The soul-sucking service job
Whether you were making lattes, flipping burgers, taking drink orders or trying not to drop trays laden with overpriced, mediocre food, your working life likely started with a job that required you to serve a stream of often-cranky customers. The soul-sucking service job is a rite of passage for most of us, and though you knew that folding sweaters at the local mall or mastering the intricacies of a deep fryer weren't going to be a lifelong career path, it was probably still hard not to feel despondent with the start of every seemingly never-ending shift. It may pay your rent or get you through school, but the soul-sucking service job eventually takes its toll on your sanity. When that happens, and you find yourself hating every customer who walks into the establishment on sight, it's time to move on.
The slave to someone else job
The next job on your path to a happy, rewarding career (once you've decided that you're never making another extra-hot, no-foam latte for anyone ever again) is usually the one that has you doing someone else's grunt work. You make their photocopies, you fetch their lunch, you get their coffee and you basically do everything else they feel they're much too important to do. You don't sleep well from all the stress, you have no time to eat and your social life is non-existent. All you seem to do is run around like a headless chicken in hopes of crossing everything off your to-do list with enough time to head home, fall into bed and do it all again the next day. You do it because it's supposed to lead to bigger and better things, but inevitably the long hours, low pay and poor treatment send you packing, which leads us to our next in our series of jobs-before-The-One.
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The good on paper job
Just like the good-on-paper guy usually turns out to be a big disappointment, the good-on-paper job doesn't usually bring you the fulfillment you imagine. Good-on-paper guy seems like he has everything you're looking for – he's smart, kind, has a great sense of humor – but there's no spark. He doesn't excite you and you really can't picture spending a whole evening with him, let alone the rest of your life. Similarly, the good-on-paper job sounds perfect. It's what you went to school for, the job title sounds impressive, there's potential for growth, the money is good and you get more vacation time than any of your friends do. What's not to love? As much as you thought this would be it – the job you've been waiting for – it's actually really boring and you spend most of your day fantasizing about being anywhere but your office. If this sounds familiar, do not settle. If you passed on the good-on-paper guy, eventually you're going to have to move on from the good-on-paper job.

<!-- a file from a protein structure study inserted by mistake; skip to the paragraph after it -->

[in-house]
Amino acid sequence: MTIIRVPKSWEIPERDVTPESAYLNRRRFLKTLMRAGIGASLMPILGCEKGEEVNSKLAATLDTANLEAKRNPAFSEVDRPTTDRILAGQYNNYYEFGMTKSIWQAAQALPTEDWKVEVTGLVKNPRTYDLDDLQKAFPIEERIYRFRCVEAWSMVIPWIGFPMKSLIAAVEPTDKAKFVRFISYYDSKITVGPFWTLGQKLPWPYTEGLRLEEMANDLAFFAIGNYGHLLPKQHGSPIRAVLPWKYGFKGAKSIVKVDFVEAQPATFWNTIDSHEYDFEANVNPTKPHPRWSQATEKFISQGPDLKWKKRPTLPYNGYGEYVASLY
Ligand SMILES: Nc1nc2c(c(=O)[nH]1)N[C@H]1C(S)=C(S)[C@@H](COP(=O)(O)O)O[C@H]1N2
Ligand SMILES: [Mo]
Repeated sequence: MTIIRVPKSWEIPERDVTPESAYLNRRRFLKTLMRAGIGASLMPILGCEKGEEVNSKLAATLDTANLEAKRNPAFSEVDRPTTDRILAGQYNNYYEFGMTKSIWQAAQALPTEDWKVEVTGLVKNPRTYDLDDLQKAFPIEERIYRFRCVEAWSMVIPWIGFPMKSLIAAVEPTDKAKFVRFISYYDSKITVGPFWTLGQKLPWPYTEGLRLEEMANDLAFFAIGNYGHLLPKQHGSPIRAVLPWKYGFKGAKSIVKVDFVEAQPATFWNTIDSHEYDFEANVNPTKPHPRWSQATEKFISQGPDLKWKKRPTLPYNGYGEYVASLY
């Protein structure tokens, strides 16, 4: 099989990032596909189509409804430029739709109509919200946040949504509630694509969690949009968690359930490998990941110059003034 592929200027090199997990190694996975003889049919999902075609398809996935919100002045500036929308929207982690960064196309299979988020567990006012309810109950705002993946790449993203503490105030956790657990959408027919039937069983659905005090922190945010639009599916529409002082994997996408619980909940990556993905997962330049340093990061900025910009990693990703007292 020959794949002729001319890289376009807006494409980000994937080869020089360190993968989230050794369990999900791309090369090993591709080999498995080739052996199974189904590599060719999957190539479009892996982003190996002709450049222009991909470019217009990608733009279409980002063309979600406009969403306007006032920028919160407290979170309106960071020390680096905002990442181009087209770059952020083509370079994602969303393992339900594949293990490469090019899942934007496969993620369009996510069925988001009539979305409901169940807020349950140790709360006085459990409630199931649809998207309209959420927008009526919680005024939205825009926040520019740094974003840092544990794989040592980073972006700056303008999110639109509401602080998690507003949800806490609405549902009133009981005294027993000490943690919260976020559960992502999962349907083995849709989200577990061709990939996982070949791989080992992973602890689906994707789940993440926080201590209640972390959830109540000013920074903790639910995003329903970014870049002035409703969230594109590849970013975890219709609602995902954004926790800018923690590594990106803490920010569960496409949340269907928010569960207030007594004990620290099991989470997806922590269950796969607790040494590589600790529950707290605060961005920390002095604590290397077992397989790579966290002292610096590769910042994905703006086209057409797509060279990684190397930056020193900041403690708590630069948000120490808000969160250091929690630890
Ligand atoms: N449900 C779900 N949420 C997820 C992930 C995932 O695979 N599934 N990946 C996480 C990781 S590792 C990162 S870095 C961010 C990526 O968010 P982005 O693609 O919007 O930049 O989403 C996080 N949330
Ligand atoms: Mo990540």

The stepping-stone job
The best thing about the good-on-paper job is that it's usually a good place to make contacts that can ideally help you on your quest to find The One, the job you really want. The job right before you end up where you always hoped you'd be is the stepping-stone job. You like it, you get to use your skills, the people are nice and you're feeling great about your contribution. But there's no room to grow. The stepping-stone job is usually at a small company where all your skills are utilized, but once you get to a point where you're itching for more, there's simply nowhere left for you to go. The only place you can really go is out the door (with great references) to somewhere bigger, better and where you can continue to thrive.
No matter where you are on your path to finding The One, here's to getting the job you've always wanted!
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